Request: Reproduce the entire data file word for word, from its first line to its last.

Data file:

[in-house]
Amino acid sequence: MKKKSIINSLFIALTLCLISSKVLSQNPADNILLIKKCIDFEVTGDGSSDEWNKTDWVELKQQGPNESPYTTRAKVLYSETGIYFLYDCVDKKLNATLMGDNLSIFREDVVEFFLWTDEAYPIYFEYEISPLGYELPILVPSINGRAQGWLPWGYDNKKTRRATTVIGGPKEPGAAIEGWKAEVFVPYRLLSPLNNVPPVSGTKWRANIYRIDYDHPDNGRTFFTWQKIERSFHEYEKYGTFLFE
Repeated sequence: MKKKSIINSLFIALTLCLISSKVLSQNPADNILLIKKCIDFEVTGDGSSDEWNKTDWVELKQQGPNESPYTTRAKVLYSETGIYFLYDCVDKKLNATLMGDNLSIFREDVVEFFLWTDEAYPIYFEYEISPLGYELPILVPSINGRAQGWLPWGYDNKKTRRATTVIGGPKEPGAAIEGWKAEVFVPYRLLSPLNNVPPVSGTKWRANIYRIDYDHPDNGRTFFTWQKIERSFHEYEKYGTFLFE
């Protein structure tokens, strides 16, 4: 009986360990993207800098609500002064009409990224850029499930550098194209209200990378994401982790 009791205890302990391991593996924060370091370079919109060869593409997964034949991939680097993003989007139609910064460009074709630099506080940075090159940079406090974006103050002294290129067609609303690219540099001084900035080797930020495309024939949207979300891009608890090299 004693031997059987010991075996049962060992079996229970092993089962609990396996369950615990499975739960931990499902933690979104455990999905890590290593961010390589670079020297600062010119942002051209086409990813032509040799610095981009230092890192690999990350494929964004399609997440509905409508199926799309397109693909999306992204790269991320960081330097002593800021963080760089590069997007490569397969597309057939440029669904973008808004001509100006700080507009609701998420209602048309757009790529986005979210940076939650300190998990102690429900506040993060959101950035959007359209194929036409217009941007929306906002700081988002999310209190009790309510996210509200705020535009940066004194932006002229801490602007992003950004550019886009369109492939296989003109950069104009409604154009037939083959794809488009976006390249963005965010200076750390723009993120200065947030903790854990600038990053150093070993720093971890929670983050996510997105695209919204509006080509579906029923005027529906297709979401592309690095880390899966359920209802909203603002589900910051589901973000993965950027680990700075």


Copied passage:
[in-house]
Amino acid sequence: MKKKSIINSLFIALTLCLISSKVLSQNPADNILLIKKCIDFEVTGDGSSDEWNKTDWVELKQQGPNESPYTTRAKVLYSETGIYFLYDCVDKKLNATLMGDNLSIFREDVVEFFLWTDEAYPIYFEYEISPLGYELPILVPSINGRAQGWLPWGYDNKKTRRATTVIGGPKEPGAAIEGWKAEVFVPYRLLSPLNNVPPVSGTKWRANIYRIDYDHPDNGRTFFTWQKIERSFHEYEKYGTFLFE
Repeated sequence: MKKKSIINSLFIALTLCLISSKVLSQNPADNILLIKKCIDFEVTGDGSSDEWNKTDWVELKQQGPNESPYTTRAKVLYSETGIYFLYDCVDKKLNATLMGDNLSIFREDVVEFFLWTDEAYPIYFEYEISPLGYELPILVPSINGRAQGWLPWGYDNKKTRRATTVIGGPKEPGAAIEGWKAEVFVPYRLLSPLNNVPPVSGTKWRANIYRIDYDHPDNGRTFFTWQKIERSFHEYEKYGTFLFE
């Protein structure tokens, strides 16, 4: 009986360990993207800098609500002064009409990224850029499930550098194209209200990378994401982790 009791205890302990391991593996924060370091370079919109060869593409997964034949991939680097993003989007139609910064460009074709630099506080940075090159940079406090974006103050002294290129067609609303690219540099001084900035080797930020495309024939949207979300891009608890090299 004693031997059987010991075996049962060992079996229970092993089962609990396996369950615990499975739960931990499902933690979104455990999905890590290593961010390589670079020297600062010119942002051209086409990813032509040799610095981009230092890192690999990350494929964004399609997440509905409508199926799309397109693909999306992204790269991320960081330097002593800021963080760089590069997007490569397969597309057939440029669904973008808004001509100006700080507009609701998420209602048309757009790529986005979210940076939650300190998990102690429900506040993060959101950035959007359209194929036409217009941007929306906002700081988002999310209190009790309510996210509200705020535009940066004194932006002229801490602007992003950004550019886009369109492939296989003109950069104009409604154009037939083959794809488009976006390249963005965010200076750390723009993120200065947030903790854990600038990053150093070993720093971890929670983050996510997105695209919204509006080509579906029923005027529906297709979401592309690095880390899966359920209802909203603002589900910051589901973000993965950027680990700075």